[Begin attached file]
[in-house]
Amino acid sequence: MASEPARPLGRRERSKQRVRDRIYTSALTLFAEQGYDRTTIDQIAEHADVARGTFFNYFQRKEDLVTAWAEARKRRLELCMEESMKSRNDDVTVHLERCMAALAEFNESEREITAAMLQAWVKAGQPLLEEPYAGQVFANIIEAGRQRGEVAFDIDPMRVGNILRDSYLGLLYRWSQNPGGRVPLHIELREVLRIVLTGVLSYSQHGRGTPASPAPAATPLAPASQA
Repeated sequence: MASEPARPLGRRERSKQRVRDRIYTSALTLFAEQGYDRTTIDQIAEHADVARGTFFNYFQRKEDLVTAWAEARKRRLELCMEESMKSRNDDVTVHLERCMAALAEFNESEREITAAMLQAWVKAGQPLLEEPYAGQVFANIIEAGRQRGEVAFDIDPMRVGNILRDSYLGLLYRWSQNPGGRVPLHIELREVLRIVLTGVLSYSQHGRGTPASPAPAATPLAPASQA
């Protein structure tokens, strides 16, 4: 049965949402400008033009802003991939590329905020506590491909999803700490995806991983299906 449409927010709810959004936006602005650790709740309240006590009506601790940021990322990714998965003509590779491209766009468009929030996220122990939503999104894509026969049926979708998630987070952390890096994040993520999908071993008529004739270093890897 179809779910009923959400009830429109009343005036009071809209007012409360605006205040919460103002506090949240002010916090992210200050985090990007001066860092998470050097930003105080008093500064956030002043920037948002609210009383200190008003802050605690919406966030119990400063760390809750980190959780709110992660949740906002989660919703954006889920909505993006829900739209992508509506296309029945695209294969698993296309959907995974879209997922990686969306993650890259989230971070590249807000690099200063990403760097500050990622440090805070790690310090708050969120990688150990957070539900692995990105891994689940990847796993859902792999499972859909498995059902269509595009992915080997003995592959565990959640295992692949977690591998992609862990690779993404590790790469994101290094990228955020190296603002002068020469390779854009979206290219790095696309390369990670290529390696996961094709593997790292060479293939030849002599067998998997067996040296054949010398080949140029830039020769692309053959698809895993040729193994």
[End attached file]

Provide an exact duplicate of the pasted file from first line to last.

[in-house]
Amino acid sequence: MASEPARPLGRRERSKQRVRDRIYTSALTLFAEQGYDRTTIDQIAEHADVARGTFFNYFQRKEDLVTAWAEARKRRLELCMEESMKSRNDDVTVHLERCMAALAEFNESEREITAAMLQAWVKAGQPLLEEPYAGQVFANIIEAGRQRGEVAFDIDPMRVGNILRDSYLGLLYRWSQNPGGRVPLHIELREVLRIVLTGVLSYSQHGRGTPASPAPAATPLAPASQA
Repeated sequence: MASEPARPLGRRERSKQRVRDRIYTSALTLFAEQGYDRTTIDQIAEHADVARGTFFNYFQRKEDLVTAWAEARKRRLELCMEESMKSRNDDVTVHLERCMAALAEFNESEREITAAMLQAWVKAGQPLLEEPYAGQVFANIIEAGRQRGEVAFDIDPMRVGNILRDSYLGLLYRWSQNPGGRVPLHIELREVLRIVLTGVLSYSQHGRGTPASPAPAATPLAPASQA
């Protein structure tokens, strides 16, 4: 049965949402400008033009802003991939590329905020506590491909999803700490995806991983299906 449409927010709810959004936006602005650790709740309240006590009506601790940021990322990714998965003509590779491209766009468009929030996220122990939503999104894509026969049926979708998630987070952390890096994040993520999908071993008529004739270093890897 179809779910009923959400009830429109009343005036009071809209007012409360605006205040919460103002506090949240002010916090992210200050985090990007001066860092998470050097930003105080008093500064956030002043920037948002609210009383200190008003802050605690919406966030119990400063760390809750980190959780709110992660949740906002989660919703954006889920909505993006829900739209992508509506296309029945695209294969698993296309959907995974879209997922990686969306993650890259989230971070590249807000690099200063990403760097500050990622440090805070790690310090708050969120990688150990957070539900692995990105891994689940990847796993859902792999499972859909498995059902269509595009992915080997003995592959565990959640295992692949977690591998992609862990690779993404590790790469994101290094990228955020190296603002002068020469390779854009979206290219790095696309390369990670290529390696996961094709593997790292060479293939030849002599067998998997067996040296054949010398080949140029830039020769692309053959698809895993040729193994």